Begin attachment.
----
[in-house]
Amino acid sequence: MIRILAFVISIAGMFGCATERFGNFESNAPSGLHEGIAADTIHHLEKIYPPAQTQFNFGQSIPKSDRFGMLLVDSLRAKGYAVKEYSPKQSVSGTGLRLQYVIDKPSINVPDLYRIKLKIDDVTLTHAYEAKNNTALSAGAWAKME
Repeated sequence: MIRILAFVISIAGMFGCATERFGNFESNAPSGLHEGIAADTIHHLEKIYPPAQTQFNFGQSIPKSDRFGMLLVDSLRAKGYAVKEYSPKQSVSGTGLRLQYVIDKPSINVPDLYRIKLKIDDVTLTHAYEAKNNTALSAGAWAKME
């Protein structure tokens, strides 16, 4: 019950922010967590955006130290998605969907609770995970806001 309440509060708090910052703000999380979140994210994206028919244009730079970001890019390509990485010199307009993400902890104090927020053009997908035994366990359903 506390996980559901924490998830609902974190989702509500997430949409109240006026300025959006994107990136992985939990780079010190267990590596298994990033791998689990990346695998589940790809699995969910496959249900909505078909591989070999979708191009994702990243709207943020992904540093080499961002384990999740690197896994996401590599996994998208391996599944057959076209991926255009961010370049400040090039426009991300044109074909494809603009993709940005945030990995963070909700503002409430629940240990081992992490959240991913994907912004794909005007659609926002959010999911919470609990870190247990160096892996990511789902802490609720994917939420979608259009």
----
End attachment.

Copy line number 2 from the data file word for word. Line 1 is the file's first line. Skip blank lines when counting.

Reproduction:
Amino acid sequence: MIRILAFVISIAGMFGCATERFGNFESNAPSGLHEGIAADTIHHLEKIYPPAQTQFNFGQSIPKSDRFGMLLVDSLRAKGYAVKEYSPKQSVSGTGLRLQYVIDKPSINVPDLYRIKLKIDDVTLTHAYEAKNNTALSAGAWAKME